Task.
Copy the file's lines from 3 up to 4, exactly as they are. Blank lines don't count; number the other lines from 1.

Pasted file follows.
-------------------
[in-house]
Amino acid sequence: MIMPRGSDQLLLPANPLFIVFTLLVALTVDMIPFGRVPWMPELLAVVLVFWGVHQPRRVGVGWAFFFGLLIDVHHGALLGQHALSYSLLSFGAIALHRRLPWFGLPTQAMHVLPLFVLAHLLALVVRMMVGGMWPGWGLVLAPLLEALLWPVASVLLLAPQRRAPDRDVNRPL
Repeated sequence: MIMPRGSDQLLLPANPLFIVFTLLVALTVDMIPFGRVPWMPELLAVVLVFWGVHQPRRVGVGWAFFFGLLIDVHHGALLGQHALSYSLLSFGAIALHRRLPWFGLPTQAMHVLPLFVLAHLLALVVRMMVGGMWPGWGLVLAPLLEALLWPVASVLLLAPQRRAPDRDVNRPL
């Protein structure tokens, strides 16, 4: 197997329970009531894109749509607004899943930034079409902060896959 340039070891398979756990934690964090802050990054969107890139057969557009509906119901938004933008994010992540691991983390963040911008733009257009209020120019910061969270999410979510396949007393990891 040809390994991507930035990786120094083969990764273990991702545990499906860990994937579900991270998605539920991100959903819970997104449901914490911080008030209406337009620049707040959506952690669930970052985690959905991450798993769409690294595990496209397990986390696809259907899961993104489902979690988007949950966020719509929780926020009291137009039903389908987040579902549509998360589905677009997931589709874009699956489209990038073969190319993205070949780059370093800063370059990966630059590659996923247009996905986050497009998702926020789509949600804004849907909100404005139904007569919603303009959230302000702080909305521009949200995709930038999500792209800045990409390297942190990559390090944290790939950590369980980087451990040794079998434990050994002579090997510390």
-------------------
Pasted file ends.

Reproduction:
Repeated sequence: MIMPRGSDQLLLPANPLFIVFTLLVALTVDMIPFGRVPWMPELLAVVLVFWGVHQPRRVGVGWAFFFGLLIDVHHGALLGQHALSYSLLSFGAIALHRRLPWFGLPTQAMHVLPLFVLAHLLALVVRMMVGGMWPGWGLVLAPLLEALLWPVASVLLLAPQRRAPDRDVNRPL
């Protein structure tokens, strides 16, 4: 197997329970009531894109749509607004899943930034079409902060896959 340039070891398979756990934690964090802050990054969107890139057969557009509906119901938004933008994010992540691991983390963040911008733009257009209020120019910061969270999410979510396949007393990891 040809390994991507930035990786120094083969990764273990991702545990499906860990994937579900991270998605539920991100959903819970997104449901914490911080008030209406337009620049707040959506952690669930970052985690959905991450798993769409690294595990496209397990986390696809259907899961993104489902979690988007949950966020719509929780926020009291137009039903389908987040579902549509998360589905677009997931589709874009699956489209990038073969190319993205070949780059370093800063370059990966630059590659996923247009996905986050497009998702926020789509949600804004849907909100404005139904007569919603303009959230302000702080909305521009949200995709930038999500792209800045990409390297942190990559390090944290790939950590369980980087451990040794079998434990050994002579090997510390």